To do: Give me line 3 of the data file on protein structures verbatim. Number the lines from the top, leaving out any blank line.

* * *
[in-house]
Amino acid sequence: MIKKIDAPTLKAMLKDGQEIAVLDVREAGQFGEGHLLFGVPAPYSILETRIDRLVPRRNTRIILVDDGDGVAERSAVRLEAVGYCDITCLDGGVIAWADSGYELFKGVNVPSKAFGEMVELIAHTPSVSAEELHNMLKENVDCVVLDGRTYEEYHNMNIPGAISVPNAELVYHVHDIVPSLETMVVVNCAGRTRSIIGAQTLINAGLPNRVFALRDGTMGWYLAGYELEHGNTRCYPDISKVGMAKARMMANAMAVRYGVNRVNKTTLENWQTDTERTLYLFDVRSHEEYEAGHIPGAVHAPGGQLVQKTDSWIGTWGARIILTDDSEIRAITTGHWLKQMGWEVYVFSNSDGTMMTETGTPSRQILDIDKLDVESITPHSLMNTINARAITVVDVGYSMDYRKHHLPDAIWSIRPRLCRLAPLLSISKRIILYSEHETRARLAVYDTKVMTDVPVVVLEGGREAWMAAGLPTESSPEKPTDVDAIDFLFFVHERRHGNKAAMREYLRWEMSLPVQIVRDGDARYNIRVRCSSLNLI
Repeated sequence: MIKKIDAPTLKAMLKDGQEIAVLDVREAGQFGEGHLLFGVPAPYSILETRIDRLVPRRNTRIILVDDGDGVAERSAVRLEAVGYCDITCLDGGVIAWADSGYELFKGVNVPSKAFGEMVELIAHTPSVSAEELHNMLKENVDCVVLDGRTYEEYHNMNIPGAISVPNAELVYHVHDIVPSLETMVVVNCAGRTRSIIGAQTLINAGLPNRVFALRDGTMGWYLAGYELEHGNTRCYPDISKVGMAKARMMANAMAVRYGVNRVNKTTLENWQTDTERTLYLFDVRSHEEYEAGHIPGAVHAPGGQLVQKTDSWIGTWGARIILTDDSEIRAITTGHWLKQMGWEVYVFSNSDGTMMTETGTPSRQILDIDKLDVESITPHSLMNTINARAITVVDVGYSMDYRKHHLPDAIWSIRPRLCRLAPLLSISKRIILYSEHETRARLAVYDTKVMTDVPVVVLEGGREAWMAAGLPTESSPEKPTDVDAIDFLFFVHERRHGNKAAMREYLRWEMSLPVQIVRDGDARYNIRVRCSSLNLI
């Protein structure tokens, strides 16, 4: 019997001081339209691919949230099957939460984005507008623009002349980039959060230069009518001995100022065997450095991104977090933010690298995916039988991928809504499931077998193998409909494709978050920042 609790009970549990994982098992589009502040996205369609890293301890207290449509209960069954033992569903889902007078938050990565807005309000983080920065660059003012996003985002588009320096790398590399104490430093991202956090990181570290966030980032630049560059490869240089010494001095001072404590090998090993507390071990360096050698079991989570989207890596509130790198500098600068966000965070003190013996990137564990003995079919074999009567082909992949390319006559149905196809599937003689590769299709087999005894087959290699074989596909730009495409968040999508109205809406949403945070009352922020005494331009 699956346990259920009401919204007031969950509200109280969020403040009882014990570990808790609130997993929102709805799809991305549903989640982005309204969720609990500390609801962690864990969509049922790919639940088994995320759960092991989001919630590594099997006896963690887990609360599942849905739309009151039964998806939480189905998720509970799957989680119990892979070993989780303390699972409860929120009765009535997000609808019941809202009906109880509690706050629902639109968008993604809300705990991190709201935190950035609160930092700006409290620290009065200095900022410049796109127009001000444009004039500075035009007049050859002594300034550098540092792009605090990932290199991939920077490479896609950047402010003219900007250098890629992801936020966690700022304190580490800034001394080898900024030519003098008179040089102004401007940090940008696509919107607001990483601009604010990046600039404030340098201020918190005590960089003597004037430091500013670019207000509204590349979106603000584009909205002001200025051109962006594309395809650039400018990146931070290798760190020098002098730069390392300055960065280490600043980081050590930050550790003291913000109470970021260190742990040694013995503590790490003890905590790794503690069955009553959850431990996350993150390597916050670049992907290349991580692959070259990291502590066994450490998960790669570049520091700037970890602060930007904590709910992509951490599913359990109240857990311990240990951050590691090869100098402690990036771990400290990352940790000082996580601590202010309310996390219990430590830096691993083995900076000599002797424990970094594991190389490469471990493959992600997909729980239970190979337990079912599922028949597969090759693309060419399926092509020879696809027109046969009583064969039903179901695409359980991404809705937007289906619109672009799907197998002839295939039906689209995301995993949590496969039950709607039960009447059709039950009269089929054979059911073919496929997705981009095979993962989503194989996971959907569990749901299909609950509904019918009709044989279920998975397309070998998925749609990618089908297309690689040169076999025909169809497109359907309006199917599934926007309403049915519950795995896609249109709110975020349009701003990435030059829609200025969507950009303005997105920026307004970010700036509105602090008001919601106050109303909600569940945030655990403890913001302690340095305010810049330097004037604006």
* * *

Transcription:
Repeated sequence: MIKKIDAPTLKAMLKDGQEIAVLDVREAGQFGEGHLLFGVPAPYSILETRIDRLVPRRNTRIILVDDGDGVAERSAVRLEAVGYCDITCLDGGVIAWADSGYELFKGVNVPSKAFGEMVELIAHTPSVSAEELHNMLKENVDCVVLDGRTYEEYHNMNIPGAISVPNAELVYHVHDIVPSLETMVVVNCAGRTRSIIGAQTLINAGLPNRVFALRDGTMGWYLAGYELEHGNTRCYPDISKVGMAKARMMANAMAVRYGVNRVNKTTLENWQTDTERTLYLFDVRSHEEYEAGHIPGAVHAPGGQLVQKTDSWIGTWGARIILTDDSEIRAITTGHWLKQMGWEVYVFSNSDGTMMTETGTPSRQILDIDKLDVESITPHSLMNTINARAITVVDVGYSMDYRKHHLPDAIWSIRPRLCRLAPLLSISKRIILYSEHETRARLAVYDTKVMTDVPVVVLEGGREAWMAAGLPTESSPEKPTDVDAIDFLFFVHERRHGNKAAMREYLRWEMSLPVQIVRDGDARYNIRVRCSSLNLI